James Harms

I’ve Lost My Son

I’ve lost my son. I said to him
just a few minutes ago,
Yes, you can walk to the top
of that dune.
We’ve been waiting
in line an hour for the ferry but
something is wrong. Maybe it sank
in the sound. Maybe he
went to look for it, to see
if he could see it from the top
of the dune. Maybe I
nodded off, my daughter
asleep in her car seat; maybe
I joined her for just a sec.
And now he’s gone, or gone
from sight, no little boy at the top
of the dune or walking nearby
or standing by the road. No
little boy. I ease out of the car,
shut the door softly so I won’t
wake my daughter, sprint
to the top of the nearest dune,
certain I’ll see him just beyond,
but beyond is the sea, the ocean,
the Atlantic all the way to
Portugal. Or maybe Morocco.
The beach north and south
is empty, just dune grass and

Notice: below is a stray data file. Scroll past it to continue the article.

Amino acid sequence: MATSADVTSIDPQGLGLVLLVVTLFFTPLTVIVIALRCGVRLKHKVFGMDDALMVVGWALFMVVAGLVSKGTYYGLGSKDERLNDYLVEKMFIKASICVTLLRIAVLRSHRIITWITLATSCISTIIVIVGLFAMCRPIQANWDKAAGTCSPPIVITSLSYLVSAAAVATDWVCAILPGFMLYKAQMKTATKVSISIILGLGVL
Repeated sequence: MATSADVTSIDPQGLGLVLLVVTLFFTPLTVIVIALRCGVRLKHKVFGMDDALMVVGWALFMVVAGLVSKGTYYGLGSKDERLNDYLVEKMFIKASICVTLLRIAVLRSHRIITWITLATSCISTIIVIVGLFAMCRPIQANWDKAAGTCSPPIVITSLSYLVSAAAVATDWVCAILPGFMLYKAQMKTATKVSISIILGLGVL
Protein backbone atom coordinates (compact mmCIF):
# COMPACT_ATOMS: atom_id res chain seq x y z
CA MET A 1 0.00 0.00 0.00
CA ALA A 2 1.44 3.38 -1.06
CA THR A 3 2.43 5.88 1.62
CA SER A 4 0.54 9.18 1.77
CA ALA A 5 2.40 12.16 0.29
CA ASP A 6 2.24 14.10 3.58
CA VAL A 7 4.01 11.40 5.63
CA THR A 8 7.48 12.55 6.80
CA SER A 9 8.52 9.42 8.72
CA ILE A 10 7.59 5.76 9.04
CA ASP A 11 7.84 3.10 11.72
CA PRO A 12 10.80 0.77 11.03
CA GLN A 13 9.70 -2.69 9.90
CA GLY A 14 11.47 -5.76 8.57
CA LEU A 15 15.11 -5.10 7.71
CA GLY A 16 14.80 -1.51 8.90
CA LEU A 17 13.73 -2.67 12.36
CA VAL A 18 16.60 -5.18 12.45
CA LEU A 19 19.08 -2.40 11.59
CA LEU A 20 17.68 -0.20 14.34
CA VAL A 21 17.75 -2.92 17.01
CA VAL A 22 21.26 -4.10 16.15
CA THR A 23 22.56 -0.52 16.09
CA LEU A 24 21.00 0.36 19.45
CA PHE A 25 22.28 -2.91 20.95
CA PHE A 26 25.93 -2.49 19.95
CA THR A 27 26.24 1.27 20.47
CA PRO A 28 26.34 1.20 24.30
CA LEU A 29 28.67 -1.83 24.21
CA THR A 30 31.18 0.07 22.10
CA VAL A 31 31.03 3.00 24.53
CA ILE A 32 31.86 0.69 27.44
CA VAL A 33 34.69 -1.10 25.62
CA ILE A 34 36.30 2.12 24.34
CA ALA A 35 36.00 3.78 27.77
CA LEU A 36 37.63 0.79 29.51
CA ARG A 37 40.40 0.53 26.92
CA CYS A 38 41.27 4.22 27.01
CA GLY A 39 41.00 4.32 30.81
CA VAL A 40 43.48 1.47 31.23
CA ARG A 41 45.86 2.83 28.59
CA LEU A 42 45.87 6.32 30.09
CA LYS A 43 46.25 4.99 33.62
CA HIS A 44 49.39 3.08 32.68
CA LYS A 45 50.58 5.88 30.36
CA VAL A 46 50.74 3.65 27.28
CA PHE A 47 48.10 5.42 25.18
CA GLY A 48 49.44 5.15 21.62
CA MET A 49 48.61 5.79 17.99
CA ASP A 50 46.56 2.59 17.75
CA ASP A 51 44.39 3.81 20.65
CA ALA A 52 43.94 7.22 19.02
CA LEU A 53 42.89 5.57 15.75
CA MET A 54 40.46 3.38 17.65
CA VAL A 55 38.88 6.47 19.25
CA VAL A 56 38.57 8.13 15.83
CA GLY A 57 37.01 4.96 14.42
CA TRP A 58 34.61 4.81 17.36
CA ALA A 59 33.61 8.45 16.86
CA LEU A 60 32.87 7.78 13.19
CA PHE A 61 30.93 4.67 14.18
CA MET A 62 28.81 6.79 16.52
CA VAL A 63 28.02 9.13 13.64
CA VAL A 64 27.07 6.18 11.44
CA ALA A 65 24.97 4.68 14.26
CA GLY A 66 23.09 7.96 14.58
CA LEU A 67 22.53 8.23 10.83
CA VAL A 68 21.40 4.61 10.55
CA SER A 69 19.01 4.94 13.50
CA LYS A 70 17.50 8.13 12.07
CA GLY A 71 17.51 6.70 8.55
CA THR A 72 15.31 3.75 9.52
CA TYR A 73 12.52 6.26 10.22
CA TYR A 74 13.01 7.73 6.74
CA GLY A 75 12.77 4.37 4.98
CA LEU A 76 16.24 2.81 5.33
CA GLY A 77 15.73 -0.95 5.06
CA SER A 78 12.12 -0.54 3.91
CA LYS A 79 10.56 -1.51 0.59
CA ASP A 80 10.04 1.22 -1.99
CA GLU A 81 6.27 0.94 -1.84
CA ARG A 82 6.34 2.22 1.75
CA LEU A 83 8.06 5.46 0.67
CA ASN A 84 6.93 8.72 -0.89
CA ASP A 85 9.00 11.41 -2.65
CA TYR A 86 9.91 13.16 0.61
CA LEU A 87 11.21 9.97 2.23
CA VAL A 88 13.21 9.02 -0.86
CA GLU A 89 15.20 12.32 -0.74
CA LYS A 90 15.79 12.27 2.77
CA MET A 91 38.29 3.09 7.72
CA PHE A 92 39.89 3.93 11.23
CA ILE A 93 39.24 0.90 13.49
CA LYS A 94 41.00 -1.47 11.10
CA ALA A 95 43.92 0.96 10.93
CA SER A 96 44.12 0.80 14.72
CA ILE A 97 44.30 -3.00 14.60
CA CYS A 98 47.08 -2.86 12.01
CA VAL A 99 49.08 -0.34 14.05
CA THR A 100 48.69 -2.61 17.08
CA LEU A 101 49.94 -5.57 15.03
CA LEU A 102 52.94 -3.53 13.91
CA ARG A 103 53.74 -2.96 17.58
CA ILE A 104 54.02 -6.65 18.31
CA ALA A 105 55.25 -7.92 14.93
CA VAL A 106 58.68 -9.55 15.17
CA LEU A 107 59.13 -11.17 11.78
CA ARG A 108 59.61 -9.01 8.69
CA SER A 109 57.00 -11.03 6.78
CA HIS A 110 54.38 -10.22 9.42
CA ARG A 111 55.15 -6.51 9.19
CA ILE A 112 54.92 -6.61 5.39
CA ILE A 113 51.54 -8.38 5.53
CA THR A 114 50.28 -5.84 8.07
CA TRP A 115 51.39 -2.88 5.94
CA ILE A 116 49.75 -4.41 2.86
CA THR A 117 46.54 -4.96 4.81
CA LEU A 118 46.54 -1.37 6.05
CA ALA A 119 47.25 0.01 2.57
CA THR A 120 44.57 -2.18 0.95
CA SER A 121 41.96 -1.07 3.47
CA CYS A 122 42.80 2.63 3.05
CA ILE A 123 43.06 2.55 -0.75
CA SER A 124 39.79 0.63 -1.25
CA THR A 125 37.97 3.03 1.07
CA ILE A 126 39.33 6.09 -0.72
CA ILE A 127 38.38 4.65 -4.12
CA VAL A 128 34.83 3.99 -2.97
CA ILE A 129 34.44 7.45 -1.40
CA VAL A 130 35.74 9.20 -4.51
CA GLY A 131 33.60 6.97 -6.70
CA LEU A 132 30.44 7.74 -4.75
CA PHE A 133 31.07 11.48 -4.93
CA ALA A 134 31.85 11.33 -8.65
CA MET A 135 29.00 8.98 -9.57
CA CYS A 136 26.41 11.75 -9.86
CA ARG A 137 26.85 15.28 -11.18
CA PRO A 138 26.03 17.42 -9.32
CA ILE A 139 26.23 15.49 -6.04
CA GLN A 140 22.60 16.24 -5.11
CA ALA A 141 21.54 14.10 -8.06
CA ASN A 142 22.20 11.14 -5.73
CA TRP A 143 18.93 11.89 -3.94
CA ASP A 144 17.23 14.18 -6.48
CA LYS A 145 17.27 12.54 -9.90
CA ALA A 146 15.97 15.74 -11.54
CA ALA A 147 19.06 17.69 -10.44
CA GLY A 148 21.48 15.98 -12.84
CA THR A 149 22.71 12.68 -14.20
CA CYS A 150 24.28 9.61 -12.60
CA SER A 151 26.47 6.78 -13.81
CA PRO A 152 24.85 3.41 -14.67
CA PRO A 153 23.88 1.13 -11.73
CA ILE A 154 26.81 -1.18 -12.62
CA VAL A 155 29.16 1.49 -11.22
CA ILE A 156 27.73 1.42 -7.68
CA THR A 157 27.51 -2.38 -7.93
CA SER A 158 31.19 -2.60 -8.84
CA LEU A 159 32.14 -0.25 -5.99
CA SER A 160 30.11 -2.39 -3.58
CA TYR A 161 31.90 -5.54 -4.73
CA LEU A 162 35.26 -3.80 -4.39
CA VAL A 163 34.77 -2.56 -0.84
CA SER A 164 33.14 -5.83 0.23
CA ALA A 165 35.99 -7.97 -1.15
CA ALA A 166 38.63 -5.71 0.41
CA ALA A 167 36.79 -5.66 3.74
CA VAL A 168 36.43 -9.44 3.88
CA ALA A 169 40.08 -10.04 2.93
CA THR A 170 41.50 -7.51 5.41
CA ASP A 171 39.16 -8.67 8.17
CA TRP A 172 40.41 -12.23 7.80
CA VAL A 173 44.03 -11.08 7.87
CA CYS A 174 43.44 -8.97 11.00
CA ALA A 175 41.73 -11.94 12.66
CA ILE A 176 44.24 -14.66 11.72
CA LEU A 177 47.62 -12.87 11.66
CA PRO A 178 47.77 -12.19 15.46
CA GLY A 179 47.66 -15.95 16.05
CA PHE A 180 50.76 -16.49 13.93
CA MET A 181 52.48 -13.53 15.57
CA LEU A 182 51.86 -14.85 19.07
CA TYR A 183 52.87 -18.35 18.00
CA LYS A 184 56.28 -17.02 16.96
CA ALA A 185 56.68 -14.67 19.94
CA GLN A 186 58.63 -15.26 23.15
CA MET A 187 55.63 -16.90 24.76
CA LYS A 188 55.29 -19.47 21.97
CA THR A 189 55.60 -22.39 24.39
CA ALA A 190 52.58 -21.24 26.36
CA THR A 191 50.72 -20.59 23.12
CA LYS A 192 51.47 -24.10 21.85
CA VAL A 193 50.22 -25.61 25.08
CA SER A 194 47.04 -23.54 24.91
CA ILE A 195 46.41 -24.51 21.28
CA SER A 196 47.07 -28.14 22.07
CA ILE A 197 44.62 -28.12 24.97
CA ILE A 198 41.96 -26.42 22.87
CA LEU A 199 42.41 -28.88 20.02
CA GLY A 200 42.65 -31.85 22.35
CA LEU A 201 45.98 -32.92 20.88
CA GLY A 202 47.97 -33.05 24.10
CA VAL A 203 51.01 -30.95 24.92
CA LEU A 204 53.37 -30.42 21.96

the shadows of dune grass waving
in the wind, waving shadows
but no little boy. I’m spinning now,
looking everywhere, turning
like a top, like a little boy riding
the Tilt-A-Whirl, feeling the bumps
and bounces, hearing the music
which is just the sea, the waves thinning
to sheets as they rush up the shore,
little bubbles bursting between
pebbles and bits of shell. Off
toward Hatteras I spot the ferry.
We have twenty minutes, tops.
There’s a ranger’s hut near
the docks, a tall set of stairs
to the door, and I’m there suddenly,
winded and vaguely sick, pounding
first and then telling a man in
a khaki shirt, a man wearing a stupid
Smoky the Bear hat, that my son, my son,
and I turn to point, to look again
at the empty dune, to explain about
loss, and I see him walk from the shadows
between dunes, my little boy in his
Velcro strap sandals,
I see him walking toward our car
unbothered and probably whistling;
he learned to whistle on this
vacation. I’m not embarrassed
and I don’t apologize; I don’t even
finish the sentence, just run down
the stairs toward my son, who
hasn’t seen me yet, who has no
idea he was lost.



James Harms is the author of eight full-length poetry collections, most recently Rowing with Wings (Carnegie Mellon University Press, 2017). He is also the author of five chapbooks and limited-run titles which include Racheland and Animals in Distress & Pluto (Wallflower Press).